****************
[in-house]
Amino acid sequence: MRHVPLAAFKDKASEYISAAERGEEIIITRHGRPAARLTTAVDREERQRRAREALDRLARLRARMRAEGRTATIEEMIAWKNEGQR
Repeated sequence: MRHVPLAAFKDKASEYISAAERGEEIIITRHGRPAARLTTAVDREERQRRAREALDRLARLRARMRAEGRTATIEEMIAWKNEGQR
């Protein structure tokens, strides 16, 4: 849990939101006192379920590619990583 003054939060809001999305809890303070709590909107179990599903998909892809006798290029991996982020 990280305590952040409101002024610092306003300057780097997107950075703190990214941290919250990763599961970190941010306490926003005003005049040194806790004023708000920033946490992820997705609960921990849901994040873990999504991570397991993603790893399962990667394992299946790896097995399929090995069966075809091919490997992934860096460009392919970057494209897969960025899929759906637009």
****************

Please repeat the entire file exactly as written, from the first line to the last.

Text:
[in-house]
Amino acid sequence: MRHVPLAAFKDKASEYISAAERGEEIIITRHGRPAARLTTAVDREERQRRAREALDRLARLRARMRAEGRTATIEEMIAWKNEGQR
Repeated sequence: MRHVPLAAFKDKASEYISAAERGEEIIITRHGRPAARLTTAVDREERQRRAREALDRLARLRARMRAEGRTATIEEMIAWKNEGQR
């Protein structure tokens, strides 16, 4: 849990939101006192379920590619990583 003054939060809001999305809890303070709590909107179990599903998909892809006798290029991996982020 990280305590952040409101002024610092306003300057780097997107950075703190990214941290919250990763599961970190941010306490926003005003005049040194806790004023708000920033946490992820997705609960921990849901994040873990999504991570397991993603790893399962990667394992299946790896097995399929090995069966075809091919490997992934860096460009392919970057494209897969960025899929759906637009």